The Federal Government Set the Cloud Security Benchmark
Federal agencies have long held onto sensitive data in on-premises databases. Enacted in 2002, the Federal Information Security Management Act (FISMA) established requirements for federal agencies to follow so the proper policies and procedures were in place to keep federal information secure.
While the FISMA framework continues to guide federal information systems, the Federal Risk and Authorization Management Program, or FedRAMP — a government-wide program formed in 2012 — established unified standards for cloud computing based on risks associated with federal data. Federal agencies are required to host their data and workloads on a FedRAMP compliant infrastructure, and then ensure all security controls above the infrastructure level are also in place. Such standardization has empowered these agencies to adopt secure cloud solutions in less time and with fewer costs.
What FedRAMP Means for the Commercial Market
While FedRAMP may be mandated for federal agencies, it’s also shaping the way commercial businesses look at securing data in the cloud (especially those in highly regulated sectors such as: healthcare, finance and nuclear energy). Backed by the most rigorous security controls, FedRAMP has set the highest standard for what it means to have a strong security posture. This has prompted commercial entities to rethink their own cloud security standards and strive to achieve the same level of assurance in their security operations.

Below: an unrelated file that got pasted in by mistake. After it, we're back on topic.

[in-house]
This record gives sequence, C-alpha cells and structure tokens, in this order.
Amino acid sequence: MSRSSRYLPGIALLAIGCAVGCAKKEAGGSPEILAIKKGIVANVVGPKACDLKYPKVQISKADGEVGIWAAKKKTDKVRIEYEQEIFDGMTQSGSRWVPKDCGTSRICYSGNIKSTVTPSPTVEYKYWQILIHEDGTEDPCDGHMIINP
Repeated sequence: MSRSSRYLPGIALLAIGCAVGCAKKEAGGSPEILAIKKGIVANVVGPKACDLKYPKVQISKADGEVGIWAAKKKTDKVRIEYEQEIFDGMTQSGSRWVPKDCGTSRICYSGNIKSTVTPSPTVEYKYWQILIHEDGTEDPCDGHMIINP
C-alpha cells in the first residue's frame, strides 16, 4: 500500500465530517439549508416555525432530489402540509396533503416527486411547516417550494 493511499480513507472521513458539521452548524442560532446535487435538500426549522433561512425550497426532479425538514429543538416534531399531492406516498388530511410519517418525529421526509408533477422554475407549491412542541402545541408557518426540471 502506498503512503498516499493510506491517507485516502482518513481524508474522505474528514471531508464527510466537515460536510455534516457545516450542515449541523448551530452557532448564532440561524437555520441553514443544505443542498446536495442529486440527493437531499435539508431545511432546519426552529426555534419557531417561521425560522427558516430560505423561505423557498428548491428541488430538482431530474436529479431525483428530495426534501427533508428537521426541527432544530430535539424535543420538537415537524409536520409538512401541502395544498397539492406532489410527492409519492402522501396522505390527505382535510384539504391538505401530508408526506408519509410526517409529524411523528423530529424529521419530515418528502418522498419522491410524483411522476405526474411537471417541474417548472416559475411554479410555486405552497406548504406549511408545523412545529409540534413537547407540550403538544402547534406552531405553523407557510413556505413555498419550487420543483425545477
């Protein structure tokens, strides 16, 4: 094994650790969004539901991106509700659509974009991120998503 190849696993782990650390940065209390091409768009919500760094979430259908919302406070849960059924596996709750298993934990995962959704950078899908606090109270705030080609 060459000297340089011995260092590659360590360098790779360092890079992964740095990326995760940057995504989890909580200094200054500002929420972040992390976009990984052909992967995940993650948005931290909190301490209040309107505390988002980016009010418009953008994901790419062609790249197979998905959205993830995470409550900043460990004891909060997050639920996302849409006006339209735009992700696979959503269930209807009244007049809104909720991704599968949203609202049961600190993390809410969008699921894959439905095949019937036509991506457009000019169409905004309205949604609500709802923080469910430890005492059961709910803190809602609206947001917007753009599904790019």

Gaining this premium level of protection over cloud data naturally comes with added costs. But when you compare this proactive investment with the reactive costs tied to a data breach, it’s easy to see why commercial businesses are willing to spend more upfront to become more secure.
Capabilities & Business Value
Our Turnkey Compliant Cloud for Windows and Linux apps is a cloud environment built on top of Microsoft Azure that delivers FedRAMP compliance for commercial industries.
Once a FedRAMP authorization has been granted, the security posture is monitored according to the assessment and authorization process.
Testing and Reporting
The main objective of a Penetration Test is to identify exploitable security weaknesses in an information system. These vulnerabilities may include service and application flaws, improper configurations, and risky end-user behavior.
FedRAMP accredited Third Party Assessment Organizations (3PAOs) perform the initial and periodic assessments of cloud systems to ensure they meet FedRAMP security requirements as part of a Cloud Service Provider’s (CSPs) FedRAMP authorization.